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Author: Thorsten Hofmann, C4 Institute, Quadriga University Berlin

Thorsten Hofmann leads the CfN (Center for Negotiation) at the Quadriga University Berlin’s Institute for Crisis, Change and Conflict Communication C4. He is an internationally certified Negotiation Trainer and advises corporations and organisations in complex negotiation processes.

A clear case of Ambiguity – EU vs. AstraZeneca

In August, the European Union signed a framework agreement for more than 400 million vaccine doses with the pharmaceutical company AstraZeneca[1]. The drug was then approved by the European Medicines Agency on Jan. 29, 2021[2]. However, a week earlier the manufacturer surprised by announcing a reduction in supply[3]. According to the EU Commission, less than 40 percent of the expected quantity was to arrive in the foreseeable future[4].

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Negotiate aggressively – When it helps!

When attempting to achieve better negotiation results, the strategic use of emotions is often the key. In particular, anger, which is displayed in the form of aggressive negotiating, is a favorite method of intimidating one’s negotiating partner and persuading them to make concessions. However, the use of emotions in negotiations should be carefully thought through, as they can easily have the opposite effect. So, does it pay to negotiate aggressively?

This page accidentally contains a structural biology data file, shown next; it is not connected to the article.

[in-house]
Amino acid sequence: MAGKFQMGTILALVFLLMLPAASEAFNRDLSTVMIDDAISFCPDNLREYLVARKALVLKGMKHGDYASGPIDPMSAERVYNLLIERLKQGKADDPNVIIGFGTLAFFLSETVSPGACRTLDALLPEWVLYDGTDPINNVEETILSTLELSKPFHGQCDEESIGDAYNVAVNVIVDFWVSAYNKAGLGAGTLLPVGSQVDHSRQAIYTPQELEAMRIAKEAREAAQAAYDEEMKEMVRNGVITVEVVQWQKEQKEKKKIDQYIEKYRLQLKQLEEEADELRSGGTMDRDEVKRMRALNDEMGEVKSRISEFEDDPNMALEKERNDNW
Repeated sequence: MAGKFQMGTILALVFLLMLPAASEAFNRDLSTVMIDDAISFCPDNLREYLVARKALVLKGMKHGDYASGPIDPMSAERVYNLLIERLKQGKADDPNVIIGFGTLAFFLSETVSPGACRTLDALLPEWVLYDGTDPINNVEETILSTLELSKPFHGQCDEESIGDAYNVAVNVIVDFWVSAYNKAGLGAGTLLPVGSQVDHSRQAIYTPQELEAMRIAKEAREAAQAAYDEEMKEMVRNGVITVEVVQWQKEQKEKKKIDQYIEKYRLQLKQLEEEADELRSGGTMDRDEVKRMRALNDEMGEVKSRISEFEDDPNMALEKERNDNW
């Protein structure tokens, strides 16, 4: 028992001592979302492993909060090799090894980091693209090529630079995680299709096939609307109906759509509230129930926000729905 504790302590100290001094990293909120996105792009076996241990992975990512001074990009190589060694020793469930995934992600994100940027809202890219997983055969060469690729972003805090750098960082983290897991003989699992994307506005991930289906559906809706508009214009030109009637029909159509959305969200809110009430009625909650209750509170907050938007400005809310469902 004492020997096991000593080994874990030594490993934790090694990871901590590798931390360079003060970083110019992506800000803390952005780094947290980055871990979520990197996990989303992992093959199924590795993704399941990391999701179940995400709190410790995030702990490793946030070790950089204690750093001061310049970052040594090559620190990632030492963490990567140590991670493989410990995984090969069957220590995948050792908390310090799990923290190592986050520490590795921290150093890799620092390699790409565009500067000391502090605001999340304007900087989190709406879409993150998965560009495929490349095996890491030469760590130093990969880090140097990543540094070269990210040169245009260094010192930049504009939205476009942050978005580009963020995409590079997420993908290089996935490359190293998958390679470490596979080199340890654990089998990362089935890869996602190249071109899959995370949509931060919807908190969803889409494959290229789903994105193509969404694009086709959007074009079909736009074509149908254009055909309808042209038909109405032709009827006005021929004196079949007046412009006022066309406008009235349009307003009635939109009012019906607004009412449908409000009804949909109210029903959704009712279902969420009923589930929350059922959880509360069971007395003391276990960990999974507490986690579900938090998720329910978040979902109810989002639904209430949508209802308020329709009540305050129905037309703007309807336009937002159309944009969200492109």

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Intercultural Negotiations – Look out for Trip Hazards

The G7 Summit in Biarritz about a week ago again demonstrated the complexity of international negotiations. Especially in times of egocentric negotiators like Donald Trump and Boris Johnson, the outcome of international meetings between heads of government, on topics from escalating trade conflicts and a hopeless Brexit to climate protections and the Iran deal, can hardly be predicted in advance. All these are sensitive issues and it is essential to develop global solutions in these fields. It is not only narcissistic heads of government, however, who often complicate their negotiations on the international stage. Generally put, there are many factors to consider in every type of negotiation when the negotiating partners come from different cultural backgrounds.

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